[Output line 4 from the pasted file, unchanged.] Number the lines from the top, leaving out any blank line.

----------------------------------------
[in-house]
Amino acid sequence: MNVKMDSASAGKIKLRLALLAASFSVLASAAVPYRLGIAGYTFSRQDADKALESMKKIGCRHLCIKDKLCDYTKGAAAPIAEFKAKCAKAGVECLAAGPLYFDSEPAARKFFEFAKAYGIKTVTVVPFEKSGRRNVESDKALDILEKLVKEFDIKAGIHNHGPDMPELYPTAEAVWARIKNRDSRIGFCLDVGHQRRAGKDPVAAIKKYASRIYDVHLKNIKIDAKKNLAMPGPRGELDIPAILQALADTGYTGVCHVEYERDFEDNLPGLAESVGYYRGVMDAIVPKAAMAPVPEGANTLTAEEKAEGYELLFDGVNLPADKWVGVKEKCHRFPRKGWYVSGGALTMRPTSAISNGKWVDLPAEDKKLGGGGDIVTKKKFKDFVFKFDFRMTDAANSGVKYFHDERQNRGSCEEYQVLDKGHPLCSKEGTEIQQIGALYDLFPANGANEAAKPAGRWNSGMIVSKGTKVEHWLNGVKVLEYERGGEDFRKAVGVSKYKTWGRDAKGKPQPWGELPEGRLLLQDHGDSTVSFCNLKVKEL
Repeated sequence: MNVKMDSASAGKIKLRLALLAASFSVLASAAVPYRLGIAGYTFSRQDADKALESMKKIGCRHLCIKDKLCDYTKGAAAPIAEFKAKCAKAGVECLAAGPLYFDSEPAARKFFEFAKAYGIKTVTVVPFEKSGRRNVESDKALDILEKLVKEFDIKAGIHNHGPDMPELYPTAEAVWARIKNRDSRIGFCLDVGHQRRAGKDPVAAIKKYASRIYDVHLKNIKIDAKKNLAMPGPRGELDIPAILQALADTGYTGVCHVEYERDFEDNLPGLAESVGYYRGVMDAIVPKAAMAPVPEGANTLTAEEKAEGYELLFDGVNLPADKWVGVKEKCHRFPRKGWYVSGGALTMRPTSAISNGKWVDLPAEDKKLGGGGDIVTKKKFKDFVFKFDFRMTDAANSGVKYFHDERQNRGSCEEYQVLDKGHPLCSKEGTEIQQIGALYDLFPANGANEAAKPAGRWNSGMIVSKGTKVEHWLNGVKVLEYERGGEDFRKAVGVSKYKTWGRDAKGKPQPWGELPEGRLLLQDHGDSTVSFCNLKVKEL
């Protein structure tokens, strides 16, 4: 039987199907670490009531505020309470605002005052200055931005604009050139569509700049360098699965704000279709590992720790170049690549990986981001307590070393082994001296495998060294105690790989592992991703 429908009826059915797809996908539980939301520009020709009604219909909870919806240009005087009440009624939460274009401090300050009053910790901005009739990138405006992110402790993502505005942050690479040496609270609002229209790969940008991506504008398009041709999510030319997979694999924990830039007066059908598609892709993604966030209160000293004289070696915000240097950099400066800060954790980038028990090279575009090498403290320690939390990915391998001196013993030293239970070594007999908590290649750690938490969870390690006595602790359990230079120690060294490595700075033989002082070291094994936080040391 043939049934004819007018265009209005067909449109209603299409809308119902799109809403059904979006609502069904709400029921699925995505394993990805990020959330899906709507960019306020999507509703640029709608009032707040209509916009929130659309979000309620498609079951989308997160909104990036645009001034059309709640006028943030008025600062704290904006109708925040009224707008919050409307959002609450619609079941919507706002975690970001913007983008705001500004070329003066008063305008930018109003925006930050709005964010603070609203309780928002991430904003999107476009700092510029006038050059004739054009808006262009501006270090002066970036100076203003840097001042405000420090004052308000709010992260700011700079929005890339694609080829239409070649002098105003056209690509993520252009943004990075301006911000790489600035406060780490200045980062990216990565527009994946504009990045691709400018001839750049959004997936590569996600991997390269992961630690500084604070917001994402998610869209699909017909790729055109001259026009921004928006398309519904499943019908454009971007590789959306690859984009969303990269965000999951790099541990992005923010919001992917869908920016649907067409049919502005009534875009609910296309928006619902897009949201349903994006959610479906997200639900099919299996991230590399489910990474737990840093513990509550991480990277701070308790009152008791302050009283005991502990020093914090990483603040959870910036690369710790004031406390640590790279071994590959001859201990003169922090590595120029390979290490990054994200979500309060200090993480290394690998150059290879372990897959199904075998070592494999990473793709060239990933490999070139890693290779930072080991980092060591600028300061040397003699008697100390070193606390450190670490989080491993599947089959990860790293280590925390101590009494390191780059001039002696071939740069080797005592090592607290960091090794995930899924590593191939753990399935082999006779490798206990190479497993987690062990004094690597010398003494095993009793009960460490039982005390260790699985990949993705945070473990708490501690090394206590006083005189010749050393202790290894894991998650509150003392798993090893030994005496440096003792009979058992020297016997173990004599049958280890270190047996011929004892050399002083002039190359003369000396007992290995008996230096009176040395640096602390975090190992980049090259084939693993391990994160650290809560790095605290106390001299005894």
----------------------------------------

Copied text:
């Protein structure tokens, strides 16, 4: 039987199907670490009531505020309470605002005052200055931005604009050139569509700049360098699965704000279709590992720790170049690549990986981001307590070393082994001296495998060294105690790989592992991703 429908009826059915797809996908539980939301520009020709009604219909909870919806240009005087009440009624939460274009401090300050009053910790901005009739990138405006992110402790993502505005942050690479040496609270609002229209790969940008991506504008398009041709999510030319997979694999924990830039007066059908598609892709993604966030209160000293004289070696915000240097950099400066800060954790980038028990090279575009090498403290320690939390990915391998001196013993030293239970070594007999908590290649750690938490969870390690006595602790359990230079120690060294490595700075033989002082070291094994936080040391 043939049934004819007018265009209005067909449109209603299409809308119902799109809403059904979006609502069904709400029921699925995505394993990805990020959330899906709507960019306020999507509703640029709608009032707040209509916009929130659309979000309620498609079951989308997160909104990036645009001034059309709640006028943030008025600062704290904006109708925040009224707008919050409307959002609450619609079941919507706002975690970001913007983008705001500004070329003066008063305008930018109003925006930050709005964010603070609203309780928002991430904003999107476009700092510029006038050059004739054009808006262009501006270090002066970036100076203003840097001042405000420090004052308000709010992260700011700079929005890339694609080829239409070649002098105003056209690509993520252009943004990075301006911000790489600035406060780490200045980062990216990565527009994946504009990045691709400018001839750049959004997936590569996600991997390269992961630690500084604070917001994402998610869209699909017909790729055109001259026009921004928006398309519904499943019908454009971007590789959306690859984009969303990269965000999951790099541990992005923010919001992917869908920016649907067409049919502005009534875009609910296309928006619902897009949201349903994006959610479906997200639900099919299996991230590399489910990474737990840093513990509550991480990277701070308790009152008791302050009283005991502990020093914090990483603040959870910036690369710790004031406390640590790279071994590959001859201990003169922090590595120029390979290490990054994200979500309060200090993480290394690998150059290879372990897959199904075998070592494999990473793709060239990933490999070139890693290779930072080991980092060591600028300061040397003699008697100390070193606390450190670490989080491993599947089959990860790293280590925390101590009494390191780059001039002696071939740069080797005592090592607290960091090794995930899924590593191939753990399935082999006779490798206990190479497993987690062990004094690597010398003494095993009793009960460490039982005390260790699985990949993705945070473990708490501690090394206590006083005189010749050393202790290894894991998650509150003392798993090893030994005496440096003792009979058992020297016997173990004599049958280890270190047996011929004892050399002083002039190359003369000396007992290995008996230096009176040395640096602390975090190992980049090259084939693993391990994160650290809560790095605290106390001299005894």